First days with Ghost Inspector

A while ago we switched away from using Newrelic APM, simply because it is way too expensive for the pricing points that we are use to in an AWS environment. It's fine to have a few cents overage on an AMI, but what about when you're trying to monitor Lambda functions, or have a bunch of micro-services?

The APM piece we were able to replace pretty easily with AppEnlight, and there's some additional help there with the addition of Logging and other analytics that we were able to pull in. However, one piece that I thought Newrelic did very well which I still missed was Browser-based end-to-end testing. This was called Newrelic Synthentics, and unlike the rest of Newrelic, it was priced very reasonably.

Unfortunately we'd made the push to move away from Newrelic entirely, so I had to search for something else. This also gave me the advantage of not being confined to just what Newrelic could offer, so when I ran across a Promoted Tweet (Yes, those do occasionally work marketers!) for Ghost Inspector, I decided to take a look. What I found initially amazed me, then made me slightly sad, but finally came around to amaze me again.

The Chrome Recorder

This is a great little tool that automatically builds a test just by you running commands in a chrome browser. You can even stop in the middle of a test and insert assertions. It's easy to use, and can be enabled to work in Incognito Mode (what I prefer when using Chrome since that starts a fresh session).

It was what brought me back to Ghost Inspector (after looking around I realized I had tried them out before but it was too cumbersome). The greatest part about it was that it recorded clicks, assignment of Input functions, and everything I was doing. It seemed like a great way to go!

Then I took a look at the actual recorded events, the Chrome Recorder, and in fact all of Ghost Inspector, just uses CSS selectors to pick elements, do assertions, and generally make your tests. I quickly realized that many of the CSS selectors the Chrome Recorder was doing just wouldn't work; it was picking up on bootstrap classes instead of things like data-role attributes. Still, this was a good starting point so I could simply fix up the CSS selectors a bit and make them work for both production and development environments.

The Screen Comparison Tool

Another pretty cool idea, Screenshot Comparison. You can even tell Ghost Inspector to include only specific areas, and exclude areas, all by CSS selector. Pretty neat if you're working with a mostly static layout, and would actually notify you of a deployment if you updated the layout of a given page. It's nice to be able to do, but for the most part it wasn't really what drew me to the tool. Still, it's nice to see both a final screenshot of each test run as well as a video, especially in the event of a failure.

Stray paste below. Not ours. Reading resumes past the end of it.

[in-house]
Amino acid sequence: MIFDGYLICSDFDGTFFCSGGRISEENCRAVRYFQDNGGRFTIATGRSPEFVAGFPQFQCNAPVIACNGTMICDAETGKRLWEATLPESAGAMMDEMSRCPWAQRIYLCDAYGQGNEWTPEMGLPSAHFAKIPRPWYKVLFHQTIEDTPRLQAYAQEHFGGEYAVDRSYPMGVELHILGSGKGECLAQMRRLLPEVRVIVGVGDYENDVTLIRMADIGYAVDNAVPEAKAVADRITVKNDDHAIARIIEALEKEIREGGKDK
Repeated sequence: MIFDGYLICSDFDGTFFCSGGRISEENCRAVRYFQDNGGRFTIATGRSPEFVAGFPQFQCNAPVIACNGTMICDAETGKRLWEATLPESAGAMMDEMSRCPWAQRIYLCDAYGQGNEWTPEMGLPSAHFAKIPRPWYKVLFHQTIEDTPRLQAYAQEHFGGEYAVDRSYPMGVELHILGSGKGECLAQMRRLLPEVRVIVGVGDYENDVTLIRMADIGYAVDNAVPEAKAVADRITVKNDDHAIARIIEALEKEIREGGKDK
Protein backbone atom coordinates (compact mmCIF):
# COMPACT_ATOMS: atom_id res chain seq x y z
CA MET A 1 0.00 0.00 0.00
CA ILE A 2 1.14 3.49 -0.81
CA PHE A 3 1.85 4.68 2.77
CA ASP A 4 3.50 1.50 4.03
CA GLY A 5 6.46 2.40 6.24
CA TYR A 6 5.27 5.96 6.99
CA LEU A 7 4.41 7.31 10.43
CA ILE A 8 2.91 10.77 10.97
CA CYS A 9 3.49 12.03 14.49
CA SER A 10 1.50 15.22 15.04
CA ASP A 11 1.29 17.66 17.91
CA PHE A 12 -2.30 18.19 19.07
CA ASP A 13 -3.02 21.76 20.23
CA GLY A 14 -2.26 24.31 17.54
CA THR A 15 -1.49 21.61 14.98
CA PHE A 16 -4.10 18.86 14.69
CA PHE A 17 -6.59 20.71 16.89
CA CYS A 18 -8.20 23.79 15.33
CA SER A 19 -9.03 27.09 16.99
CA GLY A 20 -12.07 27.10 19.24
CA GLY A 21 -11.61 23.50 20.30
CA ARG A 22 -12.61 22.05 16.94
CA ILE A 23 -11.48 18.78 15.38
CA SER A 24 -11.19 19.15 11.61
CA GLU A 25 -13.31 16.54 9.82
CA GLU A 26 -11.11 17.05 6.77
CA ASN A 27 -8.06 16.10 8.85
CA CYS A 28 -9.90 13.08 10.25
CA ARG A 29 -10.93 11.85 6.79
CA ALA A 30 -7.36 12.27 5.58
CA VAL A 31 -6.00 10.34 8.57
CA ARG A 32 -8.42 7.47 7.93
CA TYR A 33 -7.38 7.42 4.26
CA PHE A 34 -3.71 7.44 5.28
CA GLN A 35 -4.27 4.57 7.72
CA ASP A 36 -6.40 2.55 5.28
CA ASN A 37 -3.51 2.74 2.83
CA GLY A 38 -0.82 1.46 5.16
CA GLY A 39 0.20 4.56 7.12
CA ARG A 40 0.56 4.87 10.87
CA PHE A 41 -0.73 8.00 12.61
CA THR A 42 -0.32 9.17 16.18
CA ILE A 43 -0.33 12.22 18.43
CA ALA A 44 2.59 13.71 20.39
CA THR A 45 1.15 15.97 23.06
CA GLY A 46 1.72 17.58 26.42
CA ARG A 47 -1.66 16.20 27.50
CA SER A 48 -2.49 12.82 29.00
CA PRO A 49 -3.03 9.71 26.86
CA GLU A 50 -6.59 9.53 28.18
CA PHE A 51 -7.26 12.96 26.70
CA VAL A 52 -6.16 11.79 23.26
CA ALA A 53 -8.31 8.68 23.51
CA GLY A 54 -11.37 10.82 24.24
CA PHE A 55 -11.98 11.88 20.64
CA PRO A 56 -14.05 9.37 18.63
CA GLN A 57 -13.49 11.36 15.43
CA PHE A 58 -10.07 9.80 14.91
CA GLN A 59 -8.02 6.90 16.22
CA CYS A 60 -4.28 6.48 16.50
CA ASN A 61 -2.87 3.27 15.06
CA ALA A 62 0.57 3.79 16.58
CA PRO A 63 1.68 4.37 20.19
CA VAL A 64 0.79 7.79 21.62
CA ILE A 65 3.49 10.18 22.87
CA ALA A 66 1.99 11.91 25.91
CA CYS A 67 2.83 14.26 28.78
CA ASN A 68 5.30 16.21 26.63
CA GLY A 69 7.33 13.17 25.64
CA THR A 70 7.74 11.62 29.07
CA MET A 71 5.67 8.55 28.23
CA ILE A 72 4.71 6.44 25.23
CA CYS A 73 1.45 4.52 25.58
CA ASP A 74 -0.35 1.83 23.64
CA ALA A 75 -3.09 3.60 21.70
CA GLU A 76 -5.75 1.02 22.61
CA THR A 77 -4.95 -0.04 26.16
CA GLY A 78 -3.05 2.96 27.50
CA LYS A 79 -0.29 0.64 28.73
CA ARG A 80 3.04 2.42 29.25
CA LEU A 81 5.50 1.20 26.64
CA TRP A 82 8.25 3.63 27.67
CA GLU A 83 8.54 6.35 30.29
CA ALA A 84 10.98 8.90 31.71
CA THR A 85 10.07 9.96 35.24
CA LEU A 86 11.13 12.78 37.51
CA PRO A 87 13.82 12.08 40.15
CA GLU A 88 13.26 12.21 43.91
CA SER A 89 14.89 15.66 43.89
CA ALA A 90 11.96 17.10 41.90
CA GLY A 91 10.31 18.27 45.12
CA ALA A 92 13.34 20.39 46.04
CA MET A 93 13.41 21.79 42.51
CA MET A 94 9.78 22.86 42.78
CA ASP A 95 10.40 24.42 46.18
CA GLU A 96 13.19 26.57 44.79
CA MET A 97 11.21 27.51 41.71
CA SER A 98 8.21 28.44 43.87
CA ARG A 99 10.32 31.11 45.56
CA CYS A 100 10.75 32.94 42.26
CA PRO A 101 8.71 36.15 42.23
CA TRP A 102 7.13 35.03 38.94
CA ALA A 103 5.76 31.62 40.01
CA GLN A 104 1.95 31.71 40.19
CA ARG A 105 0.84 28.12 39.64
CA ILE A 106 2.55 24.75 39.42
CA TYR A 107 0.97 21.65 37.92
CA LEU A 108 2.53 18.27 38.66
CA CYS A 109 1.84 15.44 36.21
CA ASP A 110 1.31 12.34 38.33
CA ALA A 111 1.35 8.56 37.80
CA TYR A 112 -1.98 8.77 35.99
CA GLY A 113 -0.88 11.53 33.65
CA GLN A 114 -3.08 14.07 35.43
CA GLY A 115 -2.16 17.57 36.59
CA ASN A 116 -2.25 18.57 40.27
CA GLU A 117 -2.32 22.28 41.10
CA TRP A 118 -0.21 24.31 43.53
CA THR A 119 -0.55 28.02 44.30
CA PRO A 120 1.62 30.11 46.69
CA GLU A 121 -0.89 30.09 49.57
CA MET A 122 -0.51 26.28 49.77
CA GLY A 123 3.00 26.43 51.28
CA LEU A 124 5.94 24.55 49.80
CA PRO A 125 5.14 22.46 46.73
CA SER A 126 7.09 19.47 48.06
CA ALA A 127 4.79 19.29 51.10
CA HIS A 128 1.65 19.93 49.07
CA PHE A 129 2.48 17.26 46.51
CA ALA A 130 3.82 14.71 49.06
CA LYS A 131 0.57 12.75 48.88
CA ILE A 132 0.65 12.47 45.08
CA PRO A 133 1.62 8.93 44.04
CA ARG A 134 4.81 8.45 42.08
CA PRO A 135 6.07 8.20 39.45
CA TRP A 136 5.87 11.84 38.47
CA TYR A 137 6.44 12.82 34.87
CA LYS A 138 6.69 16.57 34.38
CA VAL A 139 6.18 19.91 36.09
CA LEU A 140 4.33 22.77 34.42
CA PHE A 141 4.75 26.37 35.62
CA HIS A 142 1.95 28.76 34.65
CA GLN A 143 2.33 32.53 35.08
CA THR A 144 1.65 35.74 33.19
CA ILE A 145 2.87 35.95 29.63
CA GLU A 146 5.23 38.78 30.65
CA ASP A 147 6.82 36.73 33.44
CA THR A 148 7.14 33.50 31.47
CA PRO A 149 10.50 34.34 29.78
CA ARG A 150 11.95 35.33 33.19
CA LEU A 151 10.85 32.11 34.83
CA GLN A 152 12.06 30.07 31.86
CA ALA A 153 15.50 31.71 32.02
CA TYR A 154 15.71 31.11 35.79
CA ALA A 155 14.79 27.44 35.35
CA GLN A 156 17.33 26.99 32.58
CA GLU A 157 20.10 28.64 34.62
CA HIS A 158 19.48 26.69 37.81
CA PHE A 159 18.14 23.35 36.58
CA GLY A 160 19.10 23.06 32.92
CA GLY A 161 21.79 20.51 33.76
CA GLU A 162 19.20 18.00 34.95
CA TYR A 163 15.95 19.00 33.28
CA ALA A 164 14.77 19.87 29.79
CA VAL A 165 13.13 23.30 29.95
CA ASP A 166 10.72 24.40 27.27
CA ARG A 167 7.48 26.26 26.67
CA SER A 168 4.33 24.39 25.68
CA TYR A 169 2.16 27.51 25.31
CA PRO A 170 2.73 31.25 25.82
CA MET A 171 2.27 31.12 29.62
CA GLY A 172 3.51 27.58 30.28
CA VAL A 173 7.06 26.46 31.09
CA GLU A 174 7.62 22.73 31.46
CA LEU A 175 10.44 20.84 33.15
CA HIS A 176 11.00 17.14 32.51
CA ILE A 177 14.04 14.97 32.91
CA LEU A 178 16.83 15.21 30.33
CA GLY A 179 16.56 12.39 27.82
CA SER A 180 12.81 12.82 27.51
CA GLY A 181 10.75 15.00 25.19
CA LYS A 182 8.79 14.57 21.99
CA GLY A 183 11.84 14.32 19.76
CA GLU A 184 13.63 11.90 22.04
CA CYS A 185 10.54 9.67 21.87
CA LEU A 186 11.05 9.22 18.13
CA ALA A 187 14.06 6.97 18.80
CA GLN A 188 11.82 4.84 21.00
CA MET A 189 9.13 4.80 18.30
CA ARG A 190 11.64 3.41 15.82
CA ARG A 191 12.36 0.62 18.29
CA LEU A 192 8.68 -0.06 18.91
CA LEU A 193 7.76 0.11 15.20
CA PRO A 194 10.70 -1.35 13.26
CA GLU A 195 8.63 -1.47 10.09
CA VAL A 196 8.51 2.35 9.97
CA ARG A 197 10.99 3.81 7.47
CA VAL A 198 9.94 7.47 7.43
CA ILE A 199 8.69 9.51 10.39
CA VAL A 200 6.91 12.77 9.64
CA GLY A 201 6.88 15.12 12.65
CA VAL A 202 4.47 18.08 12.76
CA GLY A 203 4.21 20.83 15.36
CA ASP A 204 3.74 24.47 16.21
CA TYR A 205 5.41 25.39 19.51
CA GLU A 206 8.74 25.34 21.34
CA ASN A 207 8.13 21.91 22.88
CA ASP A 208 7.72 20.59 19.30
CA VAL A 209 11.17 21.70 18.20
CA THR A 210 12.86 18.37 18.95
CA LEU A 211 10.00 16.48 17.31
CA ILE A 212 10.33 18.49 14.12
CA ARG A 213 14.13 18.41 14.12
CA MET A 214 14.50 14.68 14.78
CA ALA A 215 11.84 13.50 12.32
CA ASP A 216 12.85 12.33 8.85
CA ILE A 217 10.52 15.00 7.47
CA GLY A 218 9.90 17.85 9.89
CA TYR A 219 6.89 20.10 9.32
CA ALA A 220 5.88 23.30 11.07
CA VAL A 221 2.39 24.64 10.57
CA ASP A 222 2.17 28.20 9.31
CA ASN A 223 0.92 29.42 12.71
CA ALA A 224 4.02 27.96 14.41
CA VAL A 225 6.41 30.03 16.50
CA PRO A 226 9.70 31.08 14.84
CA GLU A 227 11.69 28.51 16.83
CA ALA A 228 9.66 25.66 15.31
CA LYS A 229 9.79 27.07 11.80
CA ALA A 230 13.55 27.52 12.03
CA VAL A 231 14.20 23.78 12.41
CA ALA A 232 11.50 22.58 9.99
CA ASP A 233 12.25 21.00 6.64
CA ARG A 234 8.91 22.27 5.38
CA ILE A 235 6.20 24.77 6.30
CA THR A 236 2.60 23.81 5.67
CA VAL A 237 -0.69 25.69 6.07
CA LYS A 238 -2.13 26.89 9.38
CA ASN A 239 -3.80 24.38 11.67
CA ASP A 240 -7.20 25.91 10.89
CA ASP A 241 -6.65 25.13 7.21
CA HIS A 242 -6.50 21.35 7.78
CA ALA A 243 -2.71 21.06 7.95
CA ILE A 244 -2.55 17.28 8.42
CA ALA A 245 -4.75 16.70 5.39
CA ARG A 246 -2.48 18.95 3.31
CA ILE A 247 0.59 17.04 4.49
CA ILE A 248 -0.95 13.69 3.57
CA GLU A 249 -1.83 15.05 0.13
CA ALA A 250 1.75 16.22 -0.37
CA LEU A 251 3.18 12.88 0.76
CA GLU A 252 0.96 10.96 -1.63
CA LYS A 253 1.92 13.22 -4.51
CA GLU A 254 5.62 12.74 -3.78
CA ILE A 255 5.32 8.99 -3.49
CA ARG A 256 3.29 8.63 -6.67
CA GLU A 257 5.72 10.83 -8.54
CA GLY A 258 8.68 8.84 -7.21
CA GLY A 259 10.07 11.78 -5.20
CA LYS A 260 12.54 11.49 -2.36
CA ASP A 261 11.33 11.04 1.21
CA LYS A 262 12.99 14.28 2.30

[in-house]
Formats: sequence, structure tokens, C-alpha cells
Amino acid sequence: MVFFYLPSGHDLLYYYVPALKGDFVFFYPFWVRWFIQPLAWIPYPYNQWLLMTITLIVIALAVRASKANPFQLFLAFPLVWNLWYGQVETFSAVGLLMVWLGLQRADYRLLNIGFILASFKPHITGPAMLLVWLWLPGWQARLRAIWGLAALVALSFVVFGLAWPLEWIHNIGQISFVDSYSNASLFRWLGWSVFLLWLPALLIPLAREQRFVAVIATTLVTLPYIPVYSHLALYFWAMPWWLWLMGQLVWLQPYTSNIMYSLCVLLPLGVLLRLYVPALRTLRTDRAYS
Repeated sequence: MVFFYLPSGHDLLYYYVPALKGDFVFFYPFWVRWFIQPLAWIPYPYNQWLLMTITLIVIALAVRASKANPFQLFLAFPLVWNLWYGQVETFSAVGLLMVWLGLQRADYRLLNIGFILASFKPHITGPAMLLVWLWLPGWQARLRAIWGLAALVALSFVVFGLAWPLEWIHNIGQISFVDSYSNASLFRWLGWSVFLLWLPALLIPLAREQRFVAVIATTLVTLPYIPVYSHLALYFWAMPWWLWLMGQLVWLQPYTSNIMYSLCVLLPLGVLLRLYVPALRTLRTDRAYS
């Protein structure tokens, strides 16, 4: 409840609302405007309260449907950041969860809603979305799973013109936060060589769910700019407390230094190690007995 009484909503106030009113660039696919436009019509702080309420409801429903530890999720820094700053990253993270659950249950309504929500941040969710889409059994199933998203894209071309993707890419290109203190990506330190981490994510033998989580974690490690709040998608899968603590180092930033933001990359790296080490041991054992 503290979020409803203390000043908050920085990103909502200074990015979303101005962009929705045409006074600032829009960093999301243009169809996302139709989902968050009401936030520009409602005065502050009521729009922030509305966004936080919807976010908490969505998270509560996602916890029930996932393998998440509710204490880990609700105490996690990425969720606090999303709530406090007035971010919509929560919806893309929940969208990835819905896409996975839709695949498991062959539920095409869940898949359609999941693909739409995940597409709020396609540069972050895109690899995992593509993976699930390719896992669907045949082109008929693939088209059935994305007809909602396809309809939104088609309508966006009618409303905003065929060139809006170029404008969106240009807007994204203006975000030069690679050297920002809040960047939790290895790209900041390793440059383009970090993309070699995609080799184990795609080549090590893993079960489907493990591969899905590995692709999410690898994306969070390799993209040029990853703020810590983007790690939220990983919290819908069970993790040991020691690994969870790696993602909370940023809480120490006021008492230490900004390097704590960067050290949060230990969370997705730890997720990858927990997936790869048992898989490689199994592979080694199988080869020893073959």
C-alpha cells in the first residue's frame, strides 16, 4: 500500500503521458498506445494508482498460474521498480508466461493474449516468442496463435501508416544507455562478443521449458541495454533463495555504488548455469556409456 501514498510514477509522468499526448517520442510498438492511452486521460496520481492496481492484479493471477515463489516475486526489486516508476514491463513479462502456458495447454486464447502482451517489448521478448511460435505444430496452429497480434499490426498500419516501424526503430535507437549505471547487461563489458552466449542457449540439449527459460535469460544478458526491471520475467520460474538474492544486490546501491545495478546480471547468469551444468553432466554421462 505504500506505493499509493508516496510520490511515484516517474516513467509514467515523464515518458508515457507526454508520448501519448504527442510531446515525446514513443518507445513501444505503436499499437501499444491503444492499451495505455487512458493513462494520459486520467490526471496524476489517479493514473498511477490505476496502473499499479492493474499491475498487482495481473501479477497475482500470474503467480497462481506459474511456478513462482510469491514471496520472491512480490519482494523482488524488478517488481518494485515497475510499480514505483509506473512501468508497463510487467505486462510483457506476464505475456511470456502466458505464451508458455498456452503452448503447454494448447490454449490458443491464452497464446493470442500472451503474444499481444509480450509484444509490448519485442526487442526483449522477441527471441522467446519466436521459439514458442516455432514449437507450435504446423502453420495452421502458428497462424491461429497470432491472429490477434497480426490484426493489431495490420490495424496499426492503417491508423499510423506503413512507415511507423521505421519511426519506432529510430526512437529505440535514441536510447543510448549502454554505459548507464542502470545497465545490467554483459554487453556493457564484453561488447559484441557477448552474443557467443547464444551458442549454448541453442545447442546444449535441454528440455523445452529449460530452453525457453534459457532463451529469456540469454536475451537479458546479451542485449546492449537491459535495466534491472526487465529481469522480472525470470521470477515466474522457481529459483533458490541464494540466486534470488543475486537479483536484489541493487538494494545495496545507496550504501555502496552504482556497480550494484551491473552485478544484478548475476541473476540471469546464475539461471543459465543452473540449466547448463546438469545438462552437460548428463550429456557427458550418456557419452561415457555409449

Variables, and imported tests

Ok, so by this point I was "so-so" about Ghost Inspector, and then I noticed the ability to import steps from other tests, and set custom variables. So there's not exactly a "for each of these elements, do this" type of option, however with a few quick shared tests, I was able to not only build a "test template" to handle login operations for tests that required it, but also create a "template" for a test to test a specific type of page, then set a variable and run that same test on dozens of pages that all needed to be checked.

Obviously tests like this are only needed to check against regressions, but when you do find a bug and you can make a test that fails, then build in the fix and watch it pass, it's something amazing.

My setup

Ok, so down to the nitty-gritty here, I've set up Ghost Inspector to have three separate "Projects" or test-suites. One Suite is actually never run, it's just called "Shared". This includes all of the test snippets like Logging in, or testing one specific page part that's used in multiple other tests, and multiple times.

Another suite is called "Development Tests", these are tests that are not scheduled to run automatically, but are designed to run one at a time, right before doing any deployment. They are time consuming, there are a lot of them, and they're basically advanced unit-tests. They point directly at our staging/development server and really hammer it with User and non-user based tests.

The last suite is called "Production Hourly Tests", as the name implies, these tests run against production servers once every hour. Some of them test screenshot compliance, some just use assertions to make sure certain items are visible. These tests are usually shorter in nature and we try not to make them spam our servers.

A final note about Analytics

One last thing, we needed to make sure our Analytics didn't get jacked up because of a test. We track how many users view any given story to see how popular it is, but we didn't want our repeated searches for the same thing to confuse that. Ghost Inspector doesn't (yet) let you pass in custom headers like the DNT header, but it does allow you to specify a User Agent. I set that to "Ghost Inspector" and check on that for each request. If it's set, I set on the backend the DNT flag, and make sure to exclude all analytics, from Intercom, Google Analytics, and our custom tracking. Not ideal to have this rely on a User Agent string, but so far it seems to be working.